A stellar showcase of all 12 Star Trek movies

In 1975, Paramount asked Gene Roddenberry, the creator of Star Trek, to write a script for a potential film based upon the series. The story, titled The God Thing, would have centered around the Enterprise confronting an alien starship masquerading as God on its way back to Earth. This script was rejected because of the fact it might have alienated movie-goers.

In 1976, a new script was written and almost became the first film. This story, titled Planet of the Titans, involved the Enterprise crew in some form of time travel and would have accidentally created fire for the human race, revering the Enterprise crew as the Titans of Greek mythology. Plans were abandoned when Star Wars came out in 1977, and a new series was being developed, called Star Trek: Phase II, to be the cornerstone of a fourth television network. When the script for the pilot of Phase II was turned in, called “In Thy Image,” it became the first film and thus the feature film aspect of the Star Trek franchise was born.

Finally, in the last piece of the puzzle of celebrating the 50th anniversary of the Star Trek saga, here is my worst-to-best countdown of all 12 released films in the franchise. The newest film, Star Trek Beyond, will be released to theaters on July 22, so this film will not be included for obvious reasons. I rated these based on quality and each one will have a brief explanation as to why it deserves its place in the countdown.

12. Star Trek: The Motion Picture (released Dec. 7, 1979)
The first film of the series is pretty much an adapted form of a pilot episode that was supposed to filmed for Phase II. In this film, the Enterprise—completely refit—heads out to confront a mysterious entity called “V’Ger,” which turns out to be an antiquated Voyager probe. The reason why this is the worst film in the franchise is because it is extremely slow-paced and has very little action. The only two exciting scenes are the wormhole sequence and the Spock spacewalk scene.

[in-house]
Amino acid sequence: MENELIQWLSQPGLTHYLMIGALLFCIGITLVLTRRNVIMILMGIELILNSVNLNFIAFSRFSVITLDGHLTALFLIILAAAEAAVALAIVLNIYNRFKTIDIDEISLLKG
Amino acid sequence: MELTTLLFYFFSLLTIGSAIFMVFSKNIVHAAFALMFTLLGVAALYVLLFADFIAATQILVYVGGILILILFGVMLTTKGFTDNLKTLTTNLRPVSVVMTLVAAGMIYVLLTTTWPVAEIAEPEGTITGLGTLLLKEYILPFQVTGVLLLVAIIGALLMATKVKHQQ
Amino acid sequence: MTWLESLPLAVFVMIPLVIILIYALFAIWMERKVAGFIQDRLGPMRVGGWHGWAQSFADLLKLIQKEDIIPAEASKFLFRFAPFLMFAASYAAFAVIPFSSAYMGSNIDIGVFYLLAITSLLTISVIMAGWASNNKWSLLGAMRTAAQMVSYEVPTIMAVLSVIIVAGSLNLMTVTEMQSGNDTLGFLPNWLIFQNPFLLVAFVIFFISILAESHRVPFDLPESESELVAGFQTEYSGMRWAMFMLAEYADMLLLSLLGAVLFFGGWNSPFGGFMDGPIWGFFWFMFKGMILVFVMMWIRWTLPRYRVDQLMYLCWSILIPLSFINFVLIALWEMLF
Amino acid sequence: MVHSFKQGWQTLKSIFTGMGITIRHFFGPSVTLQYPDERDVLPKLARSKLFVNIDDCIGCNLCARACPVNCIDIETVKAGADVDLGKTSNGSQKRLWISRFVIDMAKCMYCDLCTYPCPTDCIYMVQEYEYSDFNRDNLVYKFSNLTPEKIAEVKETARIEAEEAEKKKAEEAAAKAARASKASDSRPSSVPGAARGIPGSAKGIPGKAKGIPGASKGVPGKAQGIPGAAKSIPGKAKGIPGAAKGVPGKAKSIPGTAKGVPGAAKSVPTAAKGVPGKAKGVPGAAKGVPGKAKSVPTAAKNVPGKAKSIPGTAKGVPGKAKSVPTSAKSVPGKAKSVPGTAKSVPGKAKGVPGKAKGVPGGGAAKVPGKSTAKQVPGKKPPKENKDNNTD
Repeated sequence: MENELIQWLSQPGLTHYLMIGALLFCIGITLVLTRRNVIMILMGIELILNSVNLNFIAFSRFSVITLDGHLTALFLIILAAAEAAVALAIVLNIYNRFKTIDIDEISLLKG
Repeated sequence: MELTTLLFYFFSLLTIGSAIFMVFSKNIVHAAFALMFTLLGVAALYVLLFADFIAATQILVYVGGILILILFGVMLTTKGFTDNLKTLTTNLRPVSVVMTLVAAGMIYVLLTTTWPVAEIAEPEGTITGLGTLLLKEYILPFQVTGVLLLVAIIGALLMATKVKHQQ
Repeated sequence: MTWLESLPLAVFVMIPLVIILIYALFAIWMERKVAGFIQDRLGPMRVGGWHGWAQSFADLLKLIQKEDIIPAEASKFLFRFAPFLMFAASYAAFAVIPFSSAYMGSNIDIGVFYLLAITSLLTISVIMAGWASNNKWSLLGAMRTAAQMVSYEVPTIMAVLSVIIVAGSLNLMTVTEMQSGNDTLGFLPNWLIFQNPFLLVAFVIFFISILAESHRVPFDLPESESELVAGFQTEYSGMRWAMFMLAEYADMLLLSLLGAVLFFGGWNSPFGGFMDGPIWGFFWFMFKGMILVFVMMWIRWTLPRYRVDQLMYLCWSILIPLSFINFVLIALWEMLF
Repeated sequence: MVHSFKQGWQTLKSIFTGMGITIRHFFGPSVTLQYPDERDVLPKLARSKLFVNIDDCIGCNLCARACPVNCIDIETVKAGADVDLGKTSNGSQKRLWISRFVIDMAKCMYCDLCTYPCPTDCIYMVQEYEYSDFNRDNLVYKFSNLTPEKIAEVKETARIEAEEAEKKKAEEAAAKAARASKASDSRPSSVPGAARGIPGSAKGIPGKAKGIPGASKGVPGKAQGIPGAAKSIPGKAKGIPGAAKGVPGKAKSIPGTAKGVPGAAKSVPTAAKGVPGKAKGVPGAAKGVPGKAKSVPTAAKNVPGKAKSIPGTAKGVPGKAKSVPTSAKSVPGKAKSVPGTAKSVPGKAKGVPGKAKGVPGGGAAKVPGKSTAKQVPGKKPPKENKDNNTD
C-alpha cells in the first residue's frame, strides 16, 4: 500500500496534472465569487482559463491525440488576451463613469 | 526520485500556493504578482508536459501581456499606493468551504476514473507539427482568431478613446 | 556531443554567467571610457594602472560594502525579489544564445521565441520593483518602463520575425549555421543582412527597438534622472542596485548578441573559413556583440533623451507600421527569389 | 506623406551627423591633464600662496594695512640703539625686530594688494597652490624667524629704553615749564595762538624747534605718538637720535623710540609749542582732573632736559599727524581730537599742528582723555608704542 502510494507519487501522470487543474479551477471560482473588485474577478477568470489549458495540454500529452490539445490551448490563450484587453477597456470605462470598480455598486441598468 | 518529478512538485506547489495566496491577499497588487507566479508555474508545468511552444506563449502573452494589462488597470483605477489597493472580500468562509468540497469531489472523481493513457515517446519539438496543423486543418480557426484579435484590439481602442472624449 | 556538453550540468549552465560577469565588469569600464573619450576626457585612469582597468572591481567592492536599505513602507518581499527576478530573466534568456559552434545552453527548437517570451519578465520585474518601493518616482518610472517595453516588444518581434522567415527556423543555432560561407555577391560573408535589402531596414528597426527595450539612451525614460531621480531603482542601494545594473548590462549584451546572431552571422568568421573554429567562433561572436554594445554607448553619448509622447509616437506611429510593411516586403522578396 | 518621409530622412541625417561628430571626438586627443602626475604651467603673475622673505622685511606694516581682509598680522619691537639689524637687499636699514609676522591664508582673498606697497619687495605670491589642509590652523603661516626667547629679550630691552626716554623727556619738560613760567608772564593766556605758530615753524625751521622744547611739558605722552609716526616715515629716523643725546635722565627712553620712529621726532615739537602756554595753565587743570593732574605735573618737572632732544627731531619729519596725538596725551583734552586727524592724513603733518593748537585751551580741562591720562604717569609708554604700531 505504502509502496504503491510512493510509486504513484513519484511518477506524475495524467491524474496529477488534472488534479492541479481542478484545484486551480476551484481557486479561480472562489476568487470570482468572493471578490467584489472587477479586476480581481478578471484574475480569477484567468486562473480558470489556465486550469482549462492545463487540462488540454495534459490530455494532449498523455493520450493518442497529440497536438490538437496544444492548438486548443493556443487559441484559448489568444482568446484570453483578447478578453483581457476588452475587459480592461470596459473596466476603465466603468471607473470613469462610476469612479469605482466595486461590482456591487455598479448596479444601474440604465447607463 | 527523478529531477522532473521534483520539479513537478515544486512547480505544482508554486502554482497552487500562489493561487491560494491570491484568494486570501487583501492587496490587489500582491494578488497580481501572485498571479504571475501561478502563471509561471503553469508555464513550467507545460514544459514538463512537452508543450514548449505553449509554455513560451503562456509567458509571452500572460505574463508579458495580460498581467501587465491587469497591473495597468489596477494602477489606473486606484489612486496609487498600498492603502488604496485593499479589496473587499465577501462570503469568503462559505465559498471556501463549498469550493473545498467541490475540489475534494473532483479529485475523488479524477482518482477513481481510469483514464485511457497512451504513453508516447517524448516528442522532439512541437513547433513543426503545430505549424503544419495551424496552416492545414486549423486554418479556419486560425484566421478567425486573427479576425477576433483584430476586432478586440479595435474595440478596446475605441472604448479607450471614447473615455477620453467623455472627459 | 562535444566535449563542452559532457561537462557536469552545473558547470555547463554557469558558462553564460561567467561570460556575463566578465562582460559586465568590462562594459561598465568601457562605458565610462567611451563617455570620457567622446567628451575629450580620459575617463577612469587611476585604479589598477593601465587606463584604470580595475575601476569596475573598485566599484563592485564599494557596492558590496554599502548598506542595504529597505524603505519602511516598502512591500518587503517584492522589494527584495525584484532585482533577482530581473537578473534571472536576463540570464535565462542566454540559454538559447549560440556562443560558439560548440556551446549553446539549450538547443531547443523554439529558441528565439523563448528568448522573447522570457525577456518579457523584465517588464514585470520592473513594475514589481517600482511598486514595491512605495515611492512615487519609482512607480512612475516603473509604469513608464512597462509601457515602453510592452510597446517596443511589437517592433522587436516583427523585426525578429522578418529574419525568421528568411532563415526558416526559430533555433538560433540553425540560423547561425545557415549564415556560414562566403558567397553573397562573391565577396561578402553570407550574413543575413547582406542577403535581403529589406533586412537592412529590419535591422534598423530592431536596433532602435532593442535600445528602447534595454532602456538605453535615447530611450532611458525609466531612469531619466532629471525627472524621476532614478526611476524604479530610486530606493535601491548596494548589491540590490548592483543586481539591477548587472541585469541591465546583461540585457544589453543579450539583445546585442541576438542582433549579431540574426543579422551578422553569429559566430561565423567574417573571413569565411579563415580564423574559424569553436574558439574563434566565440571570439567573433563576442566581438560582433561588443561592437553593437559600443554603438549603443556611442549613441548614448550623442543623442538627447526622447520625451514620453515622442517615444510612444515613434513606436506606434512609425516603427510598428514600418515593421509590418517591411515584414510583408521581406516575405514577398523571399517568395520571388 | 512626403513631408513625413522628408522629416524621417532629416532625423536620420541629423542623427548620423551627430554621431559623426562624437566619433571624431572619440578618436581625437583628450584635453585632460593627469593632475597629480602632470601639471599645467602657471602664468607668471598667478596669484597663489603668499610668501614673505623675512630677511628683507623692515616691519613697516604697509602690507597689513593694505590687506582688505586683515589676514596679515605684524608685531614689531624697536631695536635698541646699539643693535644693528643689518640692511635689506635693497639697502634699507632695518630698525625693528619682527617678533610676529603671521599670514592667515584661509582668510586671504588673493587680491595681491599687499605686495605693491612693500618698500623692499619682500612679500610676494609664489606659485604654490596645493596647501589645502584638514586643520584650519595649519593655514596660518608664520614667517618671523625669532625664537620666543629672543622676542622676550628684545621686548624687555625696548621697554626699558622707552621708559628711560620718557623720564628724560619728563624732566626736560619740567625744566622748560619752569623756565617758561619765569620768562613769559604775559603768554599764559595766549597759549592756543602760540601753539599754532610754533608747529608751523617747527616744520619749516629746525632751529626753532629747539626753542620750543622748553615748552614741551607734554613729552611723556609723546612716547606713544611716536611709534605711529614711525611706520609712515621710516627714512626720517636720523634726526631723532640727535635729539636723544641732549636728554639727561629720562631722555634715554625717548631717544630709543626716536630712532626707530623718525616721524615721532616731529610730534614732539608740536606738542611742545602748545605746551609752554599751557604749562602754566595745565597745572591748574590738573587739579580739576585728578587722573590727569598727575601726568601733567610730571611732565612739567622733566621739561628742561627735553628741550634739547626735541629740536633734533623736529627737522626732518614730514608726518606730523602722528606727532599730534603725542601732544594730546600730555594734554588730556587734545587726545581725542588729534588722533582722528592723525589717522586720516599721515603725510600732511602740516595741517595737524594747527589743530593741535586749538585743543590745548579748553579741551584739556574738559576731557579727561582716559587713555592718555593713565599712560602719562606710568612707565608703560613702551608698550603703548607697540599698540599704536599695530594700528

11. Star Trek Nemesis (released Dec. 13, 2002)
Nemesis doesn’t deserve the harsh criticism it receives, but it deserves this place on the countdown for a particular reason. While the movie is definitely an exciting sci-fi action film and has nice character moments, it seems to suffer from being a bit rushed and because not a lot emphasis was placed on the ending of the Next Generation era. Nemesis tells the story of a plot by Shinzon (played by Tom Hardy) to take over the Federation with a dangerous device and is a clone of Captain Picard. The film is good, but just not great.

10. Star Trek Into Darkness (released May 16, 2013)
Into Darkness suffers from too much social media being thrown at it and at the same time being criticized for the use of a popular villain. If they had just said that Benedict Cumberbatch’s character was Khan right from the get-go, the film wouldn’t have suffered the hatred from die-hard fans. In this outing—the second of the rebooted film series—Kirk (Chris Pine) and his crew hunt down Khan (masquerading as John Harrison) and all at the same time it is part of a larger part of a plan of a militarized Starfleet as envisioned by Admiral Alexander Marcus (Peter Weller).

9. Star Trek V: The Final Frontier (released June 9, 1989)
The Final Frontier doesn’t deserve half the criticism it receives—and yet it kind of does. Yes, it is a poorly-made film in the special effects department, but at least it has a decent story. In the film, Sybok (Laurence Luckinbill) goes on a one-man crusade to find Sha Ka Ree, the mythical Vulcan place located at the center of the galaxy where creation sprang. Sybok brainwashes the Enterprise crew and several other high-ranking officials (sans McCoy and Spock) in order to achieve his goals.

8. Star Trek: Insurrection (released Dec. 11, 1998)
Insurrection is one of those films that makes you go “what the heck happened the last two hours? Did I miss something?” Insurrection is a great film, yet it suffers from bad dialogue in certain parts. It is a fun, enjoyable adventure in this, the third entry from the Next Generation crew. In the film, the crew attempts to save a primitive people called the Ba’ku from being forced to relocate from a planet with regenerative powers.